Diane makes an excellent point that no one appears upset with the D.C. Circuit's reliance on foreign practices in the recent currency case.
In my view, the lack of reaction helps to confirm a theory I offered in a blog post in 2005 in response to an essay on the topic of citing foreign law by our own Deb Pearlstein: The opposition to foreign law isn't really opposition to foreign law per se, but rather opposition to citing sources and making arguments that clearly take sides in the culture wars. Here's what I wrote on the topic back then:
The real issue isn't sovereignty, but the culture wars. The Supreme Court's citations to foreign law have appeared in highly controversial cases at the heart of a national sociopolitical divide between (for lack of better labels) social conservativism and modern liberalism. The kinds of foreign countries that a Supreme Court Justice might know best mostly don't share this sociopolitical divide: in those countries, and especially their court systems, the views of modern liberalism for the most part have won out. In this environment, stressing similarities with foreign court decisions can seem a lot like taking sides in the culture wars.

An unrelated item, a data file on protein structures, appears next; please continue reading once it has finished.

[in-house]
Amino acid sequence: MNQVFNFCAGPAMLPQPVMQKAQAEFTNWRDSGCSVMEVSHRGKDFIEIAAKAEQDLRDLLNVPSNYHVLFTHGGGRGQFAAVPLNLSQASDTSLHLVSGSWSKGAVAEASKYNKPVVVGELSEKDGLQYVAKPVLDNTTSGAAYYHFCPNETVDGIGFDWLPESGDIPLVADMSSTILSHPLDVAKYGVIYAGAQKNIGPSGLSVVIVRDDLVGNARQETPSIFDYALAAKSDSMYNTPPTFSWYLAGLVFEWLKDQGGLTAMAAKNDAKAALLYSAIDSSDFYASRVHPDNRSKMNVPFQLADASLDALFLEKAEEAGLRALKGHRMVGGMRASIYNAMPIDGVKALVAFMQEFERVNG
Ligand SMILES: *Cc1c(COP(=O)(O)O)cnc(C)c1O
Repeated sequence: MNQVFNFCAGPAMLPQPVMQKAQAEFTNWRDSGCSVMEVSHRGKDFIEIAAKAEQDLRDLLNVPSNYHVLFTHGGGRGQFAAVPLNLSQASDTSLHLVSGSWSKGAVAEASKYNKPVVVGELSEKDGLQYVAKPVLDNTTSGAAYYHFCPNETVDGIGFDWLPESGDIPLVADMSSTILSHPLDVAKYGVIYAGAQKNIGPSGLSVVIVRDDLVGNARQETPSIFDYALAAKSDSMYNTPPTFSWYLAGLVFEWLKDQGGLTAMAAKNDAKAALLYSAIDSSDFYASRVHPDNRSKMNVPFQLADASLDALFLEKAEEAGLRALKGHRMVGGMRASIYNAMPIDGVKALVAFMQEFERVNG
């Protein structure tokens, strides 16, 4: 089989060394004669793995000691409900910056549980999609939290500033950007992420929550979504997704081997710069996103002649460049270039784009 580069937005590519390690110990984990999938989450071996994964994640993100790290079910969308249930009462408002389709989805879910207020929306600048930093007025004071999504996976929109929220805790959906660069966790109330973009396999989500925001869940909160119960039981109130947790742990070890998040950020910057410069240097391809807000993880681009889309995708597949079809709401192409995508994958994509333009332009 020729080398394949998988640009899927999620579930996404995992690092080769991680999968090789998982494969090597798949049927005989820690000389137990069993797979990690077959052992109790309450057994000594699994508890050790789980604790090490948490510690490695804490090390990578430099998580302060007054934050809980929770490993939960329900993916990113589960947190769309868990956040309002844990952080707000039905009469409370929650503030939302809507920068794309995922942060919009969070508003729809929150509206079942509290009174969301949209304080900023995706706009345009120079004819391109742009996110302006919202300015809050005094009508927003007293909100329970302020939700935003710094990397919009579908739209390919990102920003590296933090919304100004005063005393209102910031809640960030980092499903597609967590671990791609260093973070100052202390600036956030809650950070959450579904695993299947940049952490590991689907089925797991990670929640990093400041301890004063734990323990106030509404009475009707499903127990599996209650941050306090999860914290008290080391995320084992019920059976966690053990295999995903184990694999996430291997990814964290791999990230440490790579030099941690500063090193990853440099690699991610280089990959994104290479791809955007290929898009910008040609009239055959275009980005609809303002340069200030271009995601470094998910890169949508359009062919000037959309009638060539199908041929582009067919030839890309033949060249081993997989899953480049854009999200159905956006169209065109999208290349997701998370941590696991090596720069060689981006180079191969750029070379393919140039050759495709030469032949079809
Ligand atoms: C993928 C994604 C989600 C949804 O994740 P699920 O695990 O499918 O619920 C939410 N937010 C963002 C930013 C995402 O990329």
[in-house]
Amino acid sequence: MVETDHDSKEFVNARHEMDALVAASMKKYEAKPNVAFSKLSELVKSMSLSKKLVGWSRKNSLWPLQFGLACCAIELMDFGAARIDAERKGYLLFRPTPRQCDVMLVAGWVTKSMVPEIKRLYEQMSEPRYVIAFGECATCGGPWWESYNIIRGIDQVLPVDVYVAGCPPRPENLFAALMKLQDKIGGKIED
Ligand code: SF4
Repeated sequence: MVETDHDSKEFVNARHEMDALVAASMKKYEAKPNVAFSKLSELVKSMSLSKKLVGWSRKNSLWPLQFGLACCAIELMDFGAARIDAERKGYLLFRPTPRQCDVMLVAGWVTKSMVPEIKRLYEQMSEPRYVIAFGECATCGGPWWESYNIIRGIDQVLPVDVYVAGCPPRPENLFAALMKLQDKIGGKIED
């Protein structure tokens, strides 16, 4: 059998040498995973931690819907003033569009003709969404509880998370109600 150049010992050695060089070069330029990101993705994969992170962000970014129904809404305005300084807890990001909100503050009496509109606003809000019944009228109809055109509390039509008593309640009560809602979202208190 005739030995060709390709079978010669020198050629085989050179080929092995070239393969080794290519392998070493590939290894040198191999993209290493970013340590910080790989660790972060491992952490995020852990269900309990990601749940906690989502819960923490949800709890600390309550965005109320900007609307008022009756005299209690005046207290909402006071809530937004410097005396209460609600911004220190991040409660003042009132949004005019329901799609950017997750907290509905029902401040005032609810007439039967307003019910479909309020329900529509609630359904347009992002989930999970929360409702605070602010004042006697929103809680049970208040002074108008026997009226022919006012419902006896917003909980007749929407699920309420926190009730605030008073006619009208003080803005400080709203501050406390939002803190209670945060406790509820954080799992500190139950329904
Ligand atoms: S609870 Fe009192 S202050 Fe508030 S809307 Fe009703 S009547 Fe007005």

When a Supreme Court opinion echoes a side in the culture wars, the other side naturally gets very upset. Witness the very strong reaction from pro-choice commentators to Justice Kennedy's opinion in Gonzales v. Carhart in 2007, which at times spoke about abortion using language and arguments from the pro-life side of the debate. The angry reaction to Kennedy's language in Carhart was quite similar to the angry reaction from conservatives after Kennedy cited foreign law in cases like Lawrence and Roper .
By contrast, the culture wars weren't in play in the D.C. Circuit currency case. There isn't a progressive or socially conservative approach to currency size. Sometimes a dollar bill is just a dollar bill. I think that goes a long way toward explaining why no one seems to be upset with that part of the opinion (in addition to the fact that the opinion was statutory, not constitutional—presumably that helps).
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